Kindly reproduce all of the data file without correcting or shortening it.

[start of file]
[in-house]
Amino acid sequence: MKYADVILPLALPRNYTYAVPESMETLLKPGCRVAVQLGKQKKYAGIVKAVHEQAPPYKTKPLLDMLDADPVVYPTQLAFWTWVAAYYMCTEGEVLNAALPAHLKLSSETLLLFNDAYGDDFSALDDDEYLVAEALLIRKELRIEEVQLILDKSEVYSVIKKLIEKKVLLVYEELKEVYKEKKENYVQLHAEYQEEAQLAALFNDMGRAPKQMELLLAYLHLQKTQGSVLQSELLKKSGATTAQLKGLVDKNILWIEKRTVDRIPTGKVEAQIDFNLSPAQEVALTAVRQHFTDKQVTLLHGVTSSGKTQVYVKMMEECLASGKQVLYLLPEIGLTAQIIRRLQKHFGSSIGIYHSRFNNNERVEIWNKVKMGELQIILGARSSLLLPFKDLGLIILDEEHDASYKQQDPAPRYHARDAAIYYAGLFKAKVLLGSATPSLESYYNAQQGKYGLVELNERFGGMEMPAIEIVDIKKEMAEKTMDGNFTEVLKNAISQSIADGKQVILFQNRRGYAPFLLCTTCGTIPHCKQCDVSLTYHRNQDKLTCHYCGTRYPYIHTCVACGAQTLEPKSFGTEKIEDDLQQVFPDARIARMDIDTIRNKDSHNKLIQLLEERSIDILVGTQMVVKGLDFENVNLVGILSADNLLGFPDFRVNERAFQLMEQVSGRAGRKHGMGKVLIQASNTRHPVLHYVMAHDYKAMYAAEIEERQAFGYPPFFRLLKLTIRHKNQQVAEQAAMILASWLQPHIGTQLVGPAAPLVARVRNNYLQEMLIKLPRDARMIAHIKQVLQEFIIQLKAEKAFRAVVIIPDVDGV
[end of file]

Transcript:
[in-house]
Amino acid sequence: MKYADVILPLALPRNYTYAVPESMETLLKPGCRVAVQLGKQKKYAGIVKAVHEQAPPYKTKPLLDMLDADPVVYPTQLAFWTWVAAYYMCTEGEVLNAALPAHLKLSSETLLLFNDAYGDDFSALDDDEYLVAEALLIRKELRIEEVQLILDKSEVYSVIKKLIEKKVLLVYEELKEVYKEKKENYVQLHAEYQEEAQLAALFNDMGRAPKQMELLLAYLHLQKTQGSVLQSELLKKSGATTAQLKGLVDKNILWIEKRTVDRIPTGKVEAQIDFNLSPAQEVALTAVRQHFTDKQVTLLHGVTSSGKTQVYVKMMEECLASGKQVLYLLPEIGLTAQIIRRLQKHFGSSIGIYHSRFNNNERVEIWNKVKMGELQIILGARSSLLLPFKDLGLIILDEEHDASYKQQDPAPRYHARDAAIYYAGLFKAKVLLGSATPSLESYYNAQQGKYGLVELNERFGGMEMPAIEIVDIKKEMAEKTMDGNFTEVLKNAISQSIADGKQVILFQNRRGYAPFLLCTTCGTIPHCKQCDVSLTYHRNQDKLTCHYCGTRYPYIHTCVACGAQTLEPKSFGTEKIEDDLQQVFPDARIARMDIDTIRNKDSHNKLIQLLEERSIDILVGTQMVVKGLDFENVNLVGILSADNLLGFPDFRVNERAFQLMEQVSGRAGRKHGMGKVLIQASNTRHPVLHYVMAHDYKAMYAAEIEERQAFGYPPFFRLLKLTIRHKNQQVAEQAAMILASWLQPHIGTQLVGPAAPLVARVRNNYLQEMLIKLPRDARMIAHIKQVLQEFIIQLKAEKAFRAVVIIPDVDGV